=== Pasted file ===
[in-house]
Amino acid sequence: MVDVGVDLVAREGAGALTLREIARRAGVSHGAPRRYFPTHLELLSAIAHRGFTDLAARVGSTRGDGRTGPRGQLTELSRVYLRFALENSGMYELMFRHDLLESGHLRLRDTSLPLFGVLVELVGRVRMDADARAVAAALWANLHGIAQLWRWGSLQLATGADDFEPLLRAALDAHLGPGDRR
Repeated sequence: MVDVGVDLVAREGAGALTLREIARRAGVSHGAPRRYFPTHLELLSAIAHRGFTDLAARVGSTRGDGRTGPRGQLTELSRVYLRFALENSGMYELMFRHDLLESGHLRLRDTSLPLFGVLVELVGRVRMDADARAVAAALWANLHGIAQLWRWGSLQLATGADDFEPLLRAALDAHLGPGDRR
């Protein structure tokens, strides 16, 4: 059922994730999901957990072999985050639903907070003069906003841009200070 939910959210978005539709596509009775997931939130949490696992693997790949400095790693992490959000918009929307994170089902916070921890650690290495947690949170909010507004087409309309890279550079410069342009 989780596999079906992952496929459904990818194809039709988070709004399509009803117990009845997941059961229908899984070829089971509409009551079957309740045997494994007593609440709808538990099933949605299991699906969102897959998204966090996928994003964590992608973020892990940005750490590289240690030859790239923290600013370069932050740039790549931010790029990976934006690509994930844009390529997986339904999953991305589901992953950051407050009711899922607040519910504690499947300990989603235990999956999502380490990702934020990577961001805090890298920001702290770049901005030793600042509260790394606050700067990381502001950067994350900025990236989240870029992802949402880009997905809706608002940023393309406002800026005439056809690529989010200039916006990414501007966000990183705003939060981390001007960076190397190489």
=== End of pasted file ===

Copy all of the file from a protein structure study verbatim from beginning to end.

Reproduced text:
[in-house]
Amino acid sequence: MVDVGVDLVAREGAGALTLREIARRAGVSHGAPRRYFPTHLELLSAIAHRGFTDLAARVGSTRGDGRTGPRGQLTELSRVYLRFALENSGMYELMFRHDLLESGHLRLRDTSLPLFGVLVELVGRVRMDADARAVAAALWANLHGIAQLWRWGSLQLATGADDFEPLLRAALDAHLGPGDRR
Repeated sequence: MVDVGVDLVAREGAGALTLREIARRAGVSHGAPRRYFPTHLELLSAIAHRGFTDLAARVGSTRGDGRTGPRGQLTELSRVYLRFALENSGMYELMFRHDLLESGHLRLRDTSLPLFGVLVELVGRVRMDADARAVAAALWANLHGIAQLWRWGSLQLATGADDFEPLLRAALDAHLGPGDRR
């Protein structure tokens, strides 16, 4: 059922994730999901957990072999985050639903907070003069906003841009200070 939910959210978005539709596509009775997931939130949490696992693997790949400095790693992490959000918009929307994170089902916070921890650690290495947690949170909010507004087409309309890279550079410069342009 989780596999079906992952496929459904990818194809039709988070709004399509009803117990009845997941059961229908899984070829089971509409009551079957309740045997494994007593609440709808538990099933949605299991699906969102897959998204966090996928994003964590992608973020892990940005750490590289240690030859790239923290600013370069932050740039790549931010790029990976934006690509994930844009390529997986339904999953991305589901992953950051407050009711899922607040519910504690499947300990989603235990999956999502380490990702934020990577961001805090890298920001702290770049901005030793600042509260790394606050700067990381502001950067994350900025990236989240870029992802949402880009997905809706608002940023393309406002800026005439056809690529989010200039916006990414501007966000990183705003939060981390001007960076190397190489």